Red Bull team principal Christian Horner has rubbished claims of working too closely with AlphaTauri by making a subtle dig at Mercedes and how similar their car was to an opponent’s in 2020.
There are some concerns amongst the paddock about how much closer AlphaTauri are set to work with their sister team in 2024, following their troubling couple of campaigns.
AlphaTauri are set to embark on a complete rebrand ahead of the new season, whilst CEO Peter Bayer has already confirmed that the side will take as many parts from Red Bull as they legally can.
This is allowed, with other powertrain suppliers like Mercedes and Ferrari often giving parts like gearboxes and rear suspension to their customer outfits.
However, there is some worries that AlphaTauri could also adapt a similar development plan in 2024, to get them closer to the frontrunners.
AlphaTauri ran a new floor at the recent Abu Dhabi Grand Prix, resulting in some questions being asked as to whether the side were testing something for Red Bull’s next challenger.
Working too closely to another team can result in the FIA intervening, as was the case in 2020 when it was discovered that Racing Point – now known Aston Martin – had breached rules as to how similar their rear brake ducts were to Mercedes’.
As a result, the FIA docked them 15 points and fined them €400,000, with Racing Point’s car having been dubbed the ‘Pink Mercedes’ as a result.
Horner has stressed that AlphaTauri’s and Red Bull’s relationship is a long way from that and insisted that AlphaTauri’s car was an “awful long way” from repeating what Racing Point did back in 2020.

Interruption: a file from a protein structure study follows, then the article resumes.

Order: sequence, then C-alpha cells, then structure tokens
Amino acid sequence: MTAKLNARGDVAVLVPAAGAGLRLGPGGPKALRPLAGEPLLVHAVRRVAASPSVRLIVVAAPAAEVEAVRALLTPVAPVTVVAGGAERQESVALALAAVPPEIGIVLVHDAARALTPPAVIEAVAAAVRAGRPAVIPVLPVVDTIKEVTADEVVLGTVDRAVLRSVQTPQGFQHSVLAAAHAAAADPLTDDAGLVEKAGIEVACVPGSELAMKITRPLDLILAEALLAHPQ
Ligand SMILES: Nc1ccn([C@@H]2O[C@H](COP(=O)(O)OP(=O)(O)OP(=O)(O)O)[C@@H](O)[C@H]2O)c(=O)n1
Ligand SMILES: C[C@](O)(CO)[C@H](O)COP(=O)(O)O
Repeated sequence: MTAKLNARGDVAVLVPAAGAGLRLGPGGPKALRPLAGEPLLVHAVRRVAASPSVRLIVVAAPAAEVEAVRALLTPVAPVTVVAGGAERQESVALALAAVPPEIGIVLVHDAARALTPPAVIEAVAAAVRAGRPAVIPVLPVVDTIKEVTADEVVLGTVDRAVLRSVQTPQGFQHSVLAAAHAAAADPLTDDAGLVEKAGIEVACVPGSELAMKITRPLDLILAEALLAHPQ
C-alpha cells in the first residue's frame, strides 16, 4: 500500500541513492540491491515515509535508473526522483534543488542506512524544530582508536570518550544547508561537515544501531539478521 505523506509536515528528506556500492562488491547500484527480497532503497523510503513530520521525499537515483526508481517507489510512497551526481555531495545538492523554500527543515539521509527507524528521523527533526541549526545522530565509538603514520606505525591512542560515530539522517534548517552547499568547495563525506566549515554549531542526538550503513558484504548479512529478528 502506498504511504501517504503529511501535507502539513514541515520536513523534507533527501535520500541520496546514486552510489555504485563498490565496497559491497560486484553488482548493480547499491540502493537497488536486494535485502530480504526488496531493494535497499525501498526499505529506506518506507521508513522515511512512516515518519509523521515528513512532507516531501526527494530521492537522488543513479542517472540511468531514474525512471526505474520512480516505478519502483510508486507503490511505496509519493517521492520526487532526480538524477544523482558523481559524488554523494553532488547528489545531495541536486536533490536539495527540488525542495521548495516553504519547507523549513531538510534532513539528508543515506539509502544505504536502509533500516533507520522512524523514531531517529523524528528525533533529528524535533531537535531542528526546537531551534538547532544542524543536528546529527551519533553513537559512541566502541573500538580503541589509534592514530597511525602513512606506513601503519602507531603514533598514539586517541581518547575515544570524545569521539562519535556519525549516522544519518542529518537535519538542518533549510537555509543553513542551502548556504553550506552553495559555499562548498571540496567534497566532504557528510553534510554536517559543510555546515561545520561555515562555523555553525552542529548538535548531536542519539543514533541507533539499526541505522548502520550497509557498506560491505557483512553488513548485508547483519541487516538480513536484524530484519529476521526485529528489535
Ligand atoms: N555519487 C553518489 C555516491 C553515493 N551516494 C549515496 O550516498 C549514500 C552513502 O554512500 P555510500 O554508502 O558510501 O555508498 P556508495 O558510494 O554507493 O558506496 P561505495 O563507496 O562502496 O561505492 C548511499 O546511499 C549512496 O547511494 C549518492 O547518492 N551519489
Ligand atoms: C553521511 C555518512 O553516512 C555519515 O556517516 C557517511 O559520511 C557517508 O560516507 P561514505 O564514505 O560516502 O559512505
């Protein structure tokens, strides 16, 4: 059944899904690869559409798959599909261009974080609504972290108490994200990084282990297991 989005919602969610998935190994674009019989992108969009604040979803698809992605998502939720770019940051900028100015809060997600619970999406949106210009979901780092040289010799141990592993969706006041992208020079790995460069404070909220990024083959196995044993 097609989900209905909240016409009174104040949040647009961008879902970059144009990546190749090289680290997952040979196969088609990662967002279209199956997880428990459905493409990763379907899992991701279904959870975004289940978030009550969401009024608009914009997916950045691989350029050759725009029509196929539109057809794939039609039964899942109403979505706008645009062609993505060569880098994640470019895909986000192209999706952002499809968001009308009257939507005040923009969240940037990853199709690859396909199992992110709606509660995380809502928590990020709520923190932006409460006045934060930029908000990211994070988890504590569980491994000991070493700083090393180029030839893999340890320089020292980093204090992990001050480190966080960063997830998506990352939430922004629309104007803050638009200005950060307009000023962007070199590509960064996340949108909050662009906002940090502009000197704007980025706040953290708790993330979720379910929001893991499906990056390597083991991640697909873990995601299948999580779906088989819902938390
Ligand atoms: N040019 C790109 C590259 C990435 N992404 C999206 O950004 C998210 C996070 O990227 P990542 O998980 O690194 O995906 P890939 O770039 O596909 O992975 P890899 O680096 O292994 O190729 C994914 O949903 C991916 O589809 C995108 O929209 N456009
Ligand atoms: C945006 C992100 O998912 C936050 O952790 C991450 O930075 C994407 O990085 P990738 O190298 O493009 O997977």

“We’re an awful long way from a pink Mercedes,” Horner confessed, as reported by Speedcafe.com.
“There are some transferable components which are clearly listed within the regulations you’re allowed to supply, and that’s what they get.
“When you look at the car, there are quite fundamental differences between that car and a Red Bull Racing car. And arguably, there are other cars on the grid that are far closer in concept (to the RB19) than AlphaTauri is.
“You’ve only got to look at an Aston Martin, or even a McLaren. If you look around the rear suspension of a McLaren, it’s very close in concept to that of our own.”
Whilst AlphaTauri’s design won’t be too similar to Red Bull’s, Horner does admit that they will receive some parts from the Milton Keynes-based side.
However, the Red Bull boss has noted that it’s no different to what Mercedes and Ferrari already do with their customer outfits.
“Of course, there are certain components that we can supply, as is the case with Mercedes and Ferrari that supply current grand prix teams with gearboxes, suspensions and simulation tools, and wind tunnel (time),” Horner added.
“That is an identical relationship between the companies, and of course, it is then down to them how they use those tools.”